Remember we have an almost full run of Antique and Collectors Reproduction News in the reference library and many of the fakes wholesale catalogs. You should leaf through them every few months. This is an essential tool for any serious antiques buyer. It monitors the marketplace for new counterfeit antiques and alerts its readers on a monthly basis. A single issue can easily save you hundreds of dollars. The subscription cost is $32 for 12 monthly issues. Write
Come and look our issues over, but then subscribe for yourself and give them the support they need to continue their good work.
Antique Week reports that there has been an flood of fake jadite on the market. Jadite is a pale green glass made from the 1930s through the 1960s. It has always been a popular collectible but has exploded in the last few years as Martha Stewart began to feature it in her magazine and on her TV show. Prices skyrocketed and it has become almost impossible to find.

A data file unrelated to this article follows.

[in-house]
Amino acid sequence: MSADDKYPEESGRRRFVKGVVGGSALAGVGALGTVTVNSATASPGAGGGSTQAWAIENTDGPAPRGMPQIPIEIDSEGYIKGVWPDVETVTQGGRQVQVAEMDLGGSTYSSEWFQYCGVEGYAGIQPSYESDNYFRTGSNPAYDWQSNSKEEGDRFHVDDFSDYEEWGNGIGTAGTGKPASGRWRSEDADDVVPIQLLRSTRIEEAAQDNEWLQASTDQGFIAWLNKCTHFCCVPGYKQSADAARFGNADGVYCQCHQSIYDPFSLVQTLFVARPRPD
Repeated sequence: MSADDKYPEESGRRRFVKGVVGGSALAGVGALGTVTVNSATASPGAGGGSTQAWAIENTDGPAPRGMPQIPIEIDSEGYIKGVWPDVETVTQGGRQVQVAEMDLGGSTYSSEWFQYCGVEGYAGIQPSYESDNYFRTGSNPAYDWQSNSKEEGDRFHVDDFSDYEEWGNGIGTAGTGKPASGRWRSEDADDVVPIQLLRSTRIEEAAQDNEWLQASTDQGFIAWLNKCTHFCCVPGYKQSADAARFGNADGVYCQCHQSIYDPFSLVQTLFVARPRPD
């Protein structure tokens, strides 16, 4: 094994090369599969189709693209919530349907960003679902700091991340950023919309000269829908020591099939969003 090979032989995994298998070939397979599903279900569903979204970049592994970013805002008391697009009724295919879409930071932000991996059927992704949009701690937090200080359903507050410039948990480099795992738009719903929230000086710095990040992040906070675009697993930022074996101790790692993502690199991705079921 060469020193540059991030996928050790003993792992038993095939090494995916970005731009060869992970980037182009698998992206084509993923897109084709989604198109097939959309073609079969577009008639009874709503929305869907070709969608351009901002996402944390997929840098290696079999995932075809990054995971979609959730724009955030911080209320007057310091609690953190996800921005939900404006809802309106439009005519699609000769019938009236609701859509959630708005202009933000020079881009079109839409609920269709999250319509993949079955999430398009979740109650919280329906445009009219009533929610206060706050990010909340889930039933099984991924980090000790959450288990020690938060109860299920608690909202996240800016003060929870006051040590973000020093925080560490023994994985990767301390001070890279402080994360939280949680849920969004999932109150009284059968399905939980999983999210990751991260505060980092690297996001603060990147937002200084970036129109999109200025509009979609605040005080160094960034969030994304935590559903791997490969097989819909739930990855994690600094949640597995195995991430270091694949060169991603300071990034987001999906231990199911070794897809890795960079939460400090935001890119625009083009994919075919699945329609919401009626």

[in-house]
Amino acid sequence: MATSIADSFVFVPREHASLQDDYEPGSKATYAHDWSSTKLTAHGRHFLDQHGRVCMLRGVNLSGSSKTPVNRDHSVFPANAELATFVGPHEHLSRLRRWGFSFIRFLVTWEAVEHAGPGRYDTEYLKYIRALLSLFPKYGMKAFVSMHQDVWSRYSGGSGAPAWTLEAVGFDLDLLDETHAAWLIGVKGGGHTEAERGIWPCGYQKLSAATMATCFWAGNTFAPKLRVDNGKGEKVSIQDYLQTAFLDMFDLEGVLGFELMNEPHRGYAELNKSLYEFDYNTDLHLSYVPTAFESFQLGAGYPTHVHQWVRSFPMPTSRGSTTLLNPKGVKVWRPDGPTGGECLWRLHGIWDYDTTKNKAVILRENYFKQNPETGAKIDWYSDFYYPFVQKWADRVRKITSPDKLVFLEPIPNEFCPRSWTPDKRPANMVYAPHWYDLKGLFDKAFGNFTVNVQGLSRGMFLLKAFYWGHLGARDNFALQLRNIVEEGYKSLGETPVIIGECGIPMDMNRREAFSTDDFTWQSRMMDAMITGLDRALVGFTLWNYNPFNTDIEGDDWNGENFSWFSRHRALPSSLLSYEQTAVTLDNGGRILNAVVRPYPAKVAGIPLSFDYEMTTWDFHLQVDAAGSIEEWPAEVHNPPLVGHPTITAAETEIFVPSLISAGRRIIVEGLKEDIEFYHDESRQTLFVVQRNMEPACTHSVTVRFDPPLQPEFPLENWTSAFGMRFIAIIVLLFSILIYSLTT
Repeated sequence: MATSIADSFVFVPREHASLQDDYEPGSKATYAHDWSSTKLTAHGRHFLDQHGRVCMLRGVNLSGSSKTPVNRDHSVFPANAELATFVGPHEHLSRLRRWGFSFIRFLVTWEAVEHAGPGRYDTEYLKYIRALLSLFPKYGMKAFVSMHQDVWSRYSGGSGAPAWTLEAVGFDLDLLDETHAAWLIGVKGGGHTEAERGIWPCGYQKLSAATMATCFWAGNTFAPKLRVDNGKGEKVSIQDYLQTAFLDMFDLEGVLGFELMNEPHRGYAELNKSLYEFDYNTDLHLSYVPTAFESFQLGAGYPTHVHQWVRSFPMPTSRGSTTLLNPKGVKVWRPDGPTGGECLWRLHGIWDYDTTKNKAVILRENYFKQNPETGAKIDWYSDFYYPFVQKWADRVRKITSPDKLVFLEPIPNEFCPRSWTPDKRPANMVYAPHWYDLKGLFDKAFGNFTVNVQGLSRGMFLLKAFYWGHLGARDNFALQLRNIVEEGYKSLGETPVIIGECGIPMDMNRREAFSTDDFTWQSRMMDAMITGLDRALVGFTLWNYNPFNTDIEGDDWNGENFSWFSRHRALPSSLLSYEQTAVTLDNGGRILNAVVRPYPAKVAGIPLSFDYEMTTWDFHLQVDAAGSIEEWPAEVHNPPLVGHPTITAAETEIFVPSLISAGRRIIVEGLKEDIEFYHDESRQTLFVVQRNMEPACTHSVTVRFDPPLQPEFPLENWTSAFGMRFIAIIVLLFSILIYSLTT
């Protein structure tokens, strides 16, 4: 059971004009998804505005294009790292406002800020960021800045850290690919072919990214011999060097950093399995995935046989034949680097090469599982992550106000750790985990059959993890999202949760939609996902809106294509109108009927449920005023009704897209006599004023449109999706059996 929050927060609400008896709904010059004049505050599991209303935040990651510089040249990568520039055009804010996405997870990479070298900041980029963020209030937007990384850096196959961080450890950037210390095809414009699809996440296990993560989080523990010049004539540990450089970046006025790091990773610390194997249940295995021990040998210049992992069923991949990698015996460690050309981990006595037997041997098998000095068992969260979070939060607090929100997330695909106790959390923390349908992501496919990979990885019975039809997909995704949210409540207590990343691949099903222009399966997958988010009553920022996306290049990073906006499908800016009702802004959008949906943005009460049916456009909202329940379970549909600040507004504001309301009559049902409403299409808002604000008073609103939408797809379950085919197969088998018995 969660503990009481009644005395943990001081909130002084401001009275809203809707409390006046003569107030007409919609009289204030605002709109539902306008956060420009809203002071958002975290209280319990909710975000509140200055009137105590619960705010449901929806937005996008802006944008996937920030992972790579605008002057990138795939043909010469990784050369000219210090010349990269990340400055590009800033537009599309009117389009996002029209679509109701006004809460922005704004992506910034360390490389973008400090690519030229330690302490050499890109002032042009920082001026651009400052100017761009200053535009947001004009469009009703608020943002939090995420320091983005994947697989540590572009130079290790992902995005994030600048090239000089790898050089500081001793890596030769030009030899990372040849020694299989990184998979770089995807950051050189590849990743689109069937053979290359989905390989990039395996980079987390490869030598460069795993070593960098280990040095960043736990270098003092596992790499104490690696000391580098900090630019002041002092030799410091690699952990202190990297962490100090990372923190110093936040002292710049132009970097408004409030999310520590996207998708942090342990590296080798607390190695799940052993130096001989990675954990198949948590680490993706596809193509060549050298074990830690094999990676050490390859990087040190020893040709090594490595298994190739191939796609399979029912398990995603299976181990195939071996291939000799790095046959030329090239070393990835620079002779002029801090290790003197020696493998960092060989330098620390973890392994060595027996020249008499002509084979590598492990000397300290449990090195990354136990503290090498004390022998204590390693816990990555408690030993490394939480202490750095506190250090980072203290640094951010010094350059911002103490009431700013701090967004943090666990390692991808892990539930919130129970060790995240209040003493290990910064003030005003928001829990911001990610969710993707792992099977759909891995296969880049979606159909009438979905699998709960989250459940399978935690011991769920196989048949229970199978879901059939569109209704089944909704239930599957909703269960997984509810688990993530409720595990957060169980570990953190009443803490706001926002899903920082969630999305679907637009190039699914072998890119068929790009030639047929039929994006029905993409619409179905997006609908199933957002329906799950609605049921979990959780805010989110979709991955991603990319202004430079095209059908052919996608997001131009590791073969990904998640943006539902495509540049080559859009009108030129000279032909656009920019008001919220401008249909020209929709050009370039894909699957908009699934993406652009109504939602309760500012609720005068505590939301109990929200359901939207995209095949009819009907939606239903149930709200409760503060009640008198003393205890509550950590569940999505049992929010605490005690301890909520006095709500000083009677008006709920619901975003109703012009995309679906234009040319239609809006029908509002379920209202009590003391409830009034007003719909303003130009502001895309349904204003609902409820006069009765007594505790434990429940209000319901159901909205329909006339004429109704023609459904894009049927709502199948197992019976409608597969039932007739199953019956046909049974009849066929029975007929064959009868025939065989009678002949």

Martha responded by marketing a line of modern Jadite. When she announced the line she said it would all be marked, avoiding the counterfeit problem. Unfortunately, it is not. Some pieces say MBM (for "Martha by Mail"); some are marked with an "S" for the L.E. Smith Glass Company, a major modern producer; and much of it is unmarked. This stuff hasn't been a big problem because Martha priced it higher than the antique originals. (Presumably, she believes that her cachet is worth more than authenticity.)
Unfortunately, in the collectibles field, you can be sure that once the price of an item approaches $20 or more, it will spawn counterfeits. Now, the Cracker Barrel restaurants are peddling a line of unmarked jadite, selling for a few dollars per item. It has the "easy-peel" labels that counterfeits importers put on their items to allow quick removal by their unscrupulous wholesale customers. The Cracker Barrel pieces are unmarked. They are already flooding the flea markets and antique centers.